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Suddenly, there's real competition for broadband internet

Peter Kafka   

Suddenly, there's real competition for broadband internet
  • Broadband in the US is a great, high-margin business with limited competition.
  • But now the telco companies are trying to grab a piece of it via "fixed wireless."

There are some people who really, really like Super Bowl ads. I’m meh about them because I’m usually up getting a drink or some chili or something.

But this one eventually caught my eye — after I saw it several days in a row after the game. It only ran in some places in the US, so it may be completely new to you:

To spell it out: This is from Spectrum, also known as Charter — the biggest cable TV provider in the US, and the second-largest broadband internet provider in the US. And it’s specifically targeting a rival program from T-Mobile — the third-biggest wireless carrier in the US, which has started selling its own broadband service.

Which, I vaguely knew about? Because I’m supposed to know about this stuff professionally. And not because T-Mobile has spent a ton of money advertising this on places like … the Super Bowl. (Again, I really tune out these things.)

But it really did take a minute or two for the penny to drop: Spectrum, which hadn’t advertised on the Super Bowl for years, decided to do it again … so it could insult a rival service.

Which means that service … must be a threat.

Is that right?

I’ve heard for years about the idea that wireless carriers would eventually take on the big broadband companies by selling “fixed wireless” broadband — broadband you can get via 5G airwaves using a box you put in your window instead of relying on cables buried in the ground.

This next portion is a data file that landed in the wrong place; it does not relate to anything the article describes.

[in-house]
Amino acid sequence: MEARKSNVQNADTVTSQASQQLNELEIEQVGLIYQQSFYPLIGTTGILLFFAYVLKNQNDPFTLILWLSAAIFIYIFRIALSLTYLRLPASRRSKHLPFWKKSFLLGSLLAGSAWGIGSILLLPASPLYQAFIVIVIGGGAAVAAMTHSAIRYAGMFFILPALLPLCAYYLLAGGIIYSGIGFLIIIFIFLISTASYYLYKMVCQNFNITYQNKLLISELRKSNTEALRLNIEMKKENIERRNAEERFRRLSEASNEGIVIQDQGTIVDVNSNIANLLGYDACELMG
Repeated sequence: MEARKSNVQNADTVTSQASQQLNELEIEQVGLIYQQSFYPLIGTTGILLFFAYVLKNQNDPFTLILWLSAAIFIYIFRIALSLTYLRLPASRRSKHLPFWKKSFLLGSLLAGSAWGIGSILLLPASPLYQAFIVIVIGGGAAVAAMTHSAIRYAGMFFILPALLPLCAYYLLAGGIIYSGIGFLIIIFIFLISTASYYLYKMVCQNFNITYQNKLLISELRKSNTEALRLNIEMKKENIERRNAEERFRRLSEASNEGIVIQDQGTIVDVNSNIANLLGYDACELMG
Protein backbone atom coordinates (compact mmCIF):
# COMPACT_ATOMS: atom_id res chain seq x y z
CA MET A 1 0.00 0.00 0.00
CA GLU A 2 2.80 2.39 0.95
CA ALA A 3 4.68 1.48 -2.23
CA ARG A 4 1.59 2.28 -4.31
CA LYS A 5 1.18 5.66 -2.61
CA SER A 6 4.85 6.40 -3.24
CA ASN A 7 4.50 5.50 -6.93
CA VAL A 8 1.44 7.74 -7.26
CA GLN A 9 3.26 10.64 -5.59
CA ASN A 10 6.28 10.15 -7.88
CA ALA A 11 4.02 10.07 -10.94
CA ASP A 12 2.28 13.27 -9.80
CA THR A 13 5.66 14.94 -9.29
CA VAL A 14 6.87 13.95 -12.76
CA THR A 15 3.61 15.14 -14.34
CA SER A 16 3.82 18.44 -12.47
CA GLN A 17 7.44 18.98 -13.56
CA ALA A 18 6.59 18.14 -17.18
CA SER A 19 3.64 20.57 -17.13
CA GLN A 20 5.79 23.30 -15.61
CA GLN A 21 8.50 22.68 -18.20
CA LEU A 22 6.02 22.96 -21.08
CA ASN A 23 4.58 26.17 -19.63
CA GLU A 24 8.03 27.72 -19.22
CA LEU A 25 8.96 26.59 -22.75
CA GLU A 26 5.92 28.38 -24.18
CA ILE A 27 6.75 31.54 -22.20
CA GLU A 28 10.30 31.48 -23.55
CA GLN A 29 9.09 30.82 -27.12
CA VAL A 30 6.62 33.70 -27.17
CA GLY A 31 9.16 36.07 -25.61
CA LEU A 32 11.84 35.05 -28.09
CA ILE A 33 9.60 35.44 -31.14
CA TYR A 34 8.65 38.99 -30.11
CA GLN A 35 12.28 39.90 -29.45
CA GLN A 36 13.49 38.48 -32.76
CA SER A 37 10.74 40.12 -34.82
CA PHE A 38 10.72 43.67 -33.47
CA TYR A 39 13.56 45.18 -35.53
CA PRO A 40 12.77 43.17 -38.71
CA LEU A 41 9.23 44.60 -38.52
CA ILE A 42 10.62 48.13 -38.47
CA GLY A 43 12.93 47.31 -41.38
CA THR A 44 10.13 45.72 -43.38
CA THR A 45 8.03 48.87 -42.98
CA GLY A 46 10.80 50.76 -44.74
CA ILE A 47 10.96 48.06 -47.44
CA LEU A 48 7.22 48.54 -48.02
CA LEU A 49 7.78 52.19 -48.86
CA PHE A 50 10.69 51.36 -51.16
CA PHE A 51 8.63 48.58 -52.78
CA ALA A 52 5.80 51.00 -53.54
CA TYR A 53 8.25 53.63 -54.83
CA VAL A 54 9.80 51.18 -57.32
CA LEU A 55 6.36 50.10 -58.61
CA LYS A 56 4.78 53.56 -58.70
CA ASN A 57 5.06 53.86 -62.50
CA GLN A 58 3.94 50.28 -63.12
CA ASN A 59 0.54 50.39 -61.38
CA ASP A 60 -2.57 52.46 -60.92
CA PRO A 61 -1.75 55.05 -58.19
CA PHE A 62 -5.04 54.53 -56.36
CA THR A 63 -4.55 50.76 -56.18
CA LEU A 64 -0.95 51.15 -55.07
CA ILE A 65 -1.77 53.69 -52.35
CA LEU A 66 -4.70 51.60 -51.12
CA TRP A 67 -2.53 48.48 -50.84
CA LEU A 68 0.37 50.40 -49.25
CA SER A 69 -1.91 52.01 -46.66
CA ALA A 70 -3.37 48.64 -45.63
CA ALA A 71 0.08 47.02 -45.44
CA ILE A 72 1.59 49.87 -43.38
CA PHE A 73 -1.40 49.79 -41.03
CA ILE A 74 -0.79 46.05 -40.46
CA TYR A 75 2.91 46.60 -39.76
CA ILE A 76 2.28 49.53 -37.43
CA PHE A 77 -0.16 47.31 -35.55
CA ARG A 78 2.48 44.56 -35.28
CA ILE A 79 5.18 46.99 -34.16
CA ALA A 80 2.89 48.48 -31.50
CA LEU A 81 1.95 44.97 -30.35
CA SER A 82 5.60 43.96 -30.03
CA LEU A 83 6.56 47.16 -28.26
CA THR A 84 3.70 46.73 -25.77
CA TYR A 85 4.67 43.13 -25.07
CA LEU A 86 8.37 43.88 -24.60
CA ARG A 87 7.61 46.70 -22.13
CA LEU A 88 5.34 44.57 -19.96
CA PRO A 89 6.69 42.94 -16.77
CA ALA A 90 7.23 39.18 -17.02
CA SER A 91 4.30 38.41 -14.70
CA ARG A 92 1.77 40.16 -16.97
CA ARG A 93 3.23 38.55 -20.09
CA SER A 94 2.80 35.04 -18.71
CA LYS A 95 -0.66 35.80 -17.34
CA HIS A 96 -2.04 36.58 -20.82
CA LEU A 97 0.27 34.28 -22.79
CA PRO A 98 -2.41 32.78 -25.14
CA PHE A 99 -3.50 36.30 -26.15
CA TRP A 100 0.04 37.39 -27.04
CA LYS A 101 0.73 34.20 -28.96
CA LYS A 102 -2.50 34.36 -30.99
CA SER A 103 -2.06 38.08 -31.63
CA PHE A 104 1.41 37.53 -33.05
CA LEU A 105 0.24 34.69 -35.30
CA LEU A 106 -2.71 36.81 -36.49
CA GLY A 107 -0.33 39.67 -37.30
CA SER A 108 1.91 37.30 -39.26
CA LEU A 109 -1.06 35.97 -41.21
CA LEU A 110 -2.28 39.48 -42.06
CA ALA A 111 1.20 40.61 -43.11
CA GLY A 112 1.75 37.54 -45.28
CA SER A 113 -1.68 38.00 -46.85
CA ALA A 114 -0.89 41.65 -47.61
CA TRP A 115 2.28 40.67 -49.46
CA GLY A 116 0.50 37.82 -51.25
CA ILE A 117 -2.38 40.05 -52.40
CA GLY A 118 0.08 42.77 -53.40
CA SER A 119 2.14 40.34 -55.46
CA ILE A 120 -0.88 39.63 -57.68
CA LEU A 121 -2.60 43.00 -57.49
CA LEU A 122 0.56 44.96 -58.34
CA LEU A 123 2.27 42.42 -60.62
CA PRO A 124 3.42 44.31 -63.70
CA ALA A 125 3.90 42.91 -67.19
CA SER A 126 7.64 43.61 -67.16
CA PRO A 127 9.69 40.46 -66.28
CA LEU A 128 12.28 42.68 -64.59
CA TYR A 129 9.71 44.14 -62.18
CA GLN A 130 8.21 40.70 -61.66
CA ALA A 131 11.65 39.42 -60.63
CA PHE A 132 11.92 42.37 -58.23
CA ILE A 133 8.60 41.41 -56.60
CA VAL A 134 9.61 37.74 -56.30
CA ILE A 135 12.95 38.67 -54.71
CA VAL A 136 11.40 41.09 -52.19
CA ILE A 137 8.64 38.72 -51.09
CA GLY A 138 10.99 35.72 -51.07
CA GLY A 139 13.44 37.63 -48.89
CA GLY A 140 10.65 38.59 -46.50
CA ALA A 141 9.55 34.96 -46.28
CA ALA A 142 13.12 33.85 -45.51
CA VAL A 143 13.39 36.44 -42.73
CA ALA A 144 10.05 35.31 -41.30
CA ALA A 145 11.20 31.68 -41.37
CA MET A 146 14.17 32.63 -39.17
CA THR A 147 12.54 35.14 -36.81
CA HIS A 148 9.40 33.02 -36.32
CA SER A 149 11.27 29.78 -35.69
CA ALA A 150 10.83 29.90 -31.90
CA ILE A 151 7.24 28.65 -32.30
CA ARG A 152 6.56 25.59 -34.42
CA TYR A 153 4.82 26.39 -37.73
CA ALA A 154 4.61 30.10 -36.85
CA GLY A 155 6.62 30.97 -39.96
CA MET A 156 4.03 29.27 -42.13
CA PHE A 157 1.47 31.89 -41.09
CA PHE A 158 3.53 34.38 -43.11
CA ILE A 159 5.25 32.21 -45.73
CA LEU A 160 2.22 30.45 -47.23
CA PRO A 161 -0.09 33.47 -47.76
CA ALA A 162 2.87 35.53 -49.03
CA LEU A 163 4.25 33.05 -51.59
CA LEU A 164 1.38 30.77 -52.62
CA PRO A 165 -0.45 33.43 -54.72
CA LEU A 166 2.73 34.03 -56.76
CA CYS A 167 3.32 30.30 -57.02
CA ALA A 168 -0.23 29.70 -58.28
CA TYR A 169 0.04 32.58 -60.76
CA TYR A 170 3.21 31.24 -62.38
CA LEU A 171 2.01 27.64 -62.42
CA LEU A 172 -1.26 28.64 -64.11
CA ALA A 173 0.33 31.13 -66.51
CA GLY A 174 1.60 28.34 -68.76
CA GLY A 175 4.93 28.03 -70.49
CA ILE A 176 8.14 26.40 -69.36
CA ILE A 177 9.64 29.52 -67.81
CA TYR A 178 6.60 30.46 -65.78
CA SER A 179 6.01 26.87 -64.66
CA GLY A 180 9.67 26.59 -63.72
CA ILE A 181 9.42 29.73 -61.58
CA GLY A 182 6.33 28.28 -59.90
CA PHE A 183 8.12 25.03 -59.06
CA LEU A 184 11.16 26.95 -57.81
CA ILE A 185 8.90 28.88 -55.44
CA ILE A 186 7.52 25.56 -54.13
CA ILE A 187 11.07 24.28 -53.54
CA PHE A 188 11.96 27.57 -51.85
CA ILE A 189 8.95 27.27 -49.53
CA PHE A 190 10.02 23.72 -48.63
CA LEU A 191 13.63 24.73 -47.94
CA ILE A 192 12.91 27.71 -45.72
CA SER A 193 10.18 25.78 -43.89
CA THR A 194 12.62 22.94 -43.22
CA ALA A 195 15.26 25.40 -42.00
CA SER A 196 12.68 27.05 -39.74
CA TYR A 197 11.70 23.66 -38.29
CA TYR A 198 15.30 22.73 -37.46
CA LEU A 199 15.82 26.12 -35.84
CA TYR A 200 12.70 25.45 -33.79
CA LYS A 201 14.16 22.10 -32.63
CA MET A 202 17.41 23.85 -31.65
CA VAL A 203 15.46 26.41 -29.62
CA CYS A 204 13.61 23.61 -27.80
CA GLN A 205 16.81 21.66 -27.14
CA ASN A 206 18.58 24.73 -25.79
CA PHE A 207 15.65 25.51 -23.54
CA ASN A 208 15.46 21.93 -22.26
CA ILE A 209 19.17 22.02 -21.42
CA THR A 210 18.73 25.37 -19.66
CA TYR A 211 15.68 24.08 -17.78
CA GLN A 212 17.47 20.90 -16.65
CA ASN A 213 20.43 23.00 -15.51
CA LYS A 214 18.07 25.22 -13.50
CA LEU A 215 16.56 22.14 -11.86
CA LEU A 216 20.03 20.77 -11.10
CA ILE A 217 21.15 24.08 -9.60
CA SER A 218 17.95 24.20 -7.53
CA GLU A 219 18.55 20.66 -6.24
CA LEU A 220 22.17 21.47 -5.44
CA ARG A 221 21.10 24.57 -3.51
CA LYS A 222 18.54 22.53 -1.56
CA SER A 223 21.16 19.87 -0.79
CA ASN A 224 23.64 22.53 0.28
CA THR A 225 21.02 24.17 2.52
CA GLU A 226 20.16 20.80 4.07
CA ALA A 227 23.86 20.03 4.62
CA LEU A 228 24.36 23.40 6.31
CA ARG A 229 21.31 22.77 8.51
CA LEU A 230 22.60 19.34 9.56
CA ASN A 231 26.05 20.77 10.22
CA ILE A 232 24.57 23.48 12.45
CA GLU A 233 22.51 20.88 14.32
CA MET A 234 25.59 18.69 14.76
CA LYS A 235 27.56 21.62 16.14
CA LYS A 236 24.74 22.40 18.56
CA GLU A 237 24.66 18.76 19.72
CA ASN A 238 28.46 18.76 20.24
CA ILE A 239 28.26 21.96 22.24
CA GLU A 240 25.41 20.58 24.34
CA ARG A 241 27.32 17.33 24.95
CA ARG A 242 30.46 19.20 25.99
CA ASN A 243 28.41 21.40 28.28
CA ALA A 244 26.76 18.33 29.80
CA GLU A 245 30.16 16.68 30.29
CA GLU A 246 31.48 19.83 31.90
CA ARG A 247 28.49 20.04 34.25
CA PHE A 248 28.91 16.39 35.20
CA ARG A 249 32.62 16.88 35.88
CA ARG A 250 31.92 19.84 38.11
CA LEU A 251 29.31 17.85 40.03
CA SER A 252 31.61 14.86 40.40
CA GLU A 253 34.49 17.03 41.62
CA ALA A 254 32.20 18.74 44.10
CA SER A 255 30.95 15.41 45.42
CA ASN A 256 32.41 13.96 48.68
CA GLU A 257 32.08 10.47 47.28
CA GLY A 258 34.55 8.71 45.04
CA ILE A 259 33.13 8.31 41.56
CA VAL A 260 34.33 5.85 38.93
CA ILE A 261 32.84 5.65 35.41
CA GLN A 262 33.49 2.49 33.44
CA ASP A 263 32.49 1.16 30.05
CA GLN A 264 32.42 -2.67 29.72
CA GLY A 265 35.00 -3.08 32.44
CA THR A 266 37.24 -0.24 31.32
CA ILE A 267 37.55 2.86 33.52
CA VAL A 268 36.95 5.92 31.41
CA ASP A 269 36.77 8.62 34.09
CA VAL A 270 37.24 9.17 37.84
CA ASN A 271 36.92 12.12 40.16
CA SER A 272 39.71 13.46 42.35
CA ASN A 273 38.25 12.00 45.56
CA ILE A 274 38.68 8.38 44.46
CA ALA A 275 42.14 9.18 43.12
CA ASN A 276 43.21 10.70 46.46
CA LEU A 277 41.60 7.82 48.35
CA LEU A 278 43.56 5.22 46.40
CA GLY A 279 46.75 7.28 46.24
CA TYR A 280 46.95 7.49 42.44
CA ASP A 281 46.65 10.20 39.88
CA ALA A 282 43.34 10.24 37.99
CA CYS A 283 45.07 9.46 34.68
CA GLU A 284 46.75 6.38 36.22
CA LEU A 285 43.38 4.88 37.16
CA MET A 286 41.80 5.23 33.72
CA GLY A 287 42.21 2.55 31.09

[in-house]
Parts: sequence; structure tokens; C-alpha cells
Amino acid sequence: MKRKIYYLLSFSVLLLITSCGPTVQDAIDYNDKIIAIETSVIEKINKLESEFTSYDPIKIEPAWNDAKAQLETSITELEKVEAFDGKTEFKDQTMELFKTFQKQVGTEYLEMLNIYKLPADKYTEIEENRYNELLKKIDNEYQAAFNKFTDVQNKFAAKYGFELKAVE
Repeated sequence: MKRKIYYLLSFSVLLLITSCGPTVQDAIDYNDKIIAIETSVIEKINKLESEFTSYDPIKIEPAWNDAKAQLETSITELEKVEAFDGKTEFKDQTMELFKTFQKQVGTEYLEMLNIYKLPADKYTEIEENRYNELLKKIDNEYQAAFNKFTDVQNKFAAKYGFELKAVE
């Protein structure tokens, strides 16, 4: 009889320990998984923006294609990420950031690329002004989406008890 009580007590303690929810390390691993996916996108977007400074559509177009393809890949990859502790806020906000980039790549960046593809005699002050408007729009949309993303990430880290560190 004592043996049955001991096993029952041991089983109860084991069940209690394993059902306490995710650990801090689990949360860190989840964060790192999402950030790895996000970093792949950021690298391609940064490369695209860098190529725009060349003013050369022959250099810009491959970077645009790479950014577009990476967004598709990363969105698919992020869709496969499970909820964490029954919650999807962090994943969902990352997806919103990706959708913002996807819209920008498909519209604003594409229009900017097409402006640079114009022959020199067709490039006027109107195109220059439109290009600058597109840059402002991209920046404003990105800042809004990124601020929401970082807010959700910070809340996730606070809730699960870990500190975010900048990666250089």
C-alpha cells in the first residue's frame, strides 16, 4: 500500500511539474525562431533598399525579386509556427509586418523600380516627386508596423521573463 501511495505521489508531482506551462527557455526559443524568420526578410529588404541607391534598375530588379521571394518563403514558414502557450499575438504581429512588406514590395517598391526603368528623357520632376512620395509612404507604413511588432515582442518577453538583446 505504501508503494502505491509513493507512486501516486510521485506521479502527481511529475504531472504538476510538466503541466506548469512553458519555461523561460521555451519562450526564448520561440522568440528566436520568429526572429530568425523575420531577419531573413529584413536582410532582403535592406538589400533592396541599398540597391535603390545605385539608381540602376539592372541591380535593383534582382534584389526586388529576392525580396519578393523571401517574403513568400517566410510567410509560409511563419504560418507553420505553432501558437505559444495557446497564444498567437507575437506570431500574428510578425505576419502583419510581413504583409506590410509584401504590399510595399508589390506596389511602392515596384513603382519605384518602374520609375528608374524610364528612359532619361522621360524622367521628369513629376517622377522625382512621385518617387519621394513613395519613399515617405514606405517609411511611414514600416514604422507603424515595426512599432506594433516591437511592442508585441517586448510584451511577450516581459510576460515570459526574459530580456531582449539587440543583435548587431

Which sounds great to me. Because, per the Biden White House, more than 200 million Americans are stuck between choosing from two broadband providers, max. And I like the idea of having more options for my internet.

That’s why I used to be really interested in Google’s plans to sell its own broadband, which it has basically bailed on. And why in 2016, I was walking around rooftops in Boston to see how startup Starry Internet planned to beam wireless into homes around the country.

But Starry never caught on — in fact, it filed for Chapter 11 last year — and I figured that if it was really happening at scale, and I could get the internet beamed into my house, I would know about it at this point.

Turns out, I am not a top-notch broadband reporter. If I were, I would know that competition from fixed wireless has been keeping the broadband guys up at night for some time.

“It has been absolutely the key controversy for cable investors for the last four years,” analyst Craig Moffett, of MoffettNathanson, told me Wednesday.

And with good reason: Right now, the wireless guys (mostly T-Mobile and Verizon) have 7 million fixed wireless customers, per MoffettNathanson. And T-Mobile alone has been adding about 500,000 more every quarter. (The broadband guys, for now, have 113 million subs.)

Most of those new wireless subs have to be coming from the former customers of the broadband cable guys — who have basically stopped describing themselves as cable guys because cable TV is falling off a cliff. They're now calling themselves broadband companies because that’s a great, high-margin business that isn’t going anywhere.

The broadband guys are happy to tell you why they think their internet is better than the wireless internet the telco guys are selling. And it turns out they’ve been doing it in ads for the last couple of years. Here’s another one from Spectrum, telling you that T-Mobile won’t give you enough bandwidth to keep your family happy. And here’s one from Comcast, telling you the same thing. Comcast also has a webpage dedicated to its anti-T-Mobile sales pitch.

But spending Super Bowl ad money to do that? That's pretty telling.

By the way: Moffett says there are legitimate questions about fixed wireless’ capacity to serve lots of people at scale. And whether it really makes economic sense for the wireless guys to sell it in the first place. So maybe all this growth caps out at some point.

But for the moment, we know the cable guys — that is, the broadband guys — are no longer taking the fixed wireless guys for granted. And are worried about them eating into their core business.

And also that maybe I should pay more attention to TV commercials.

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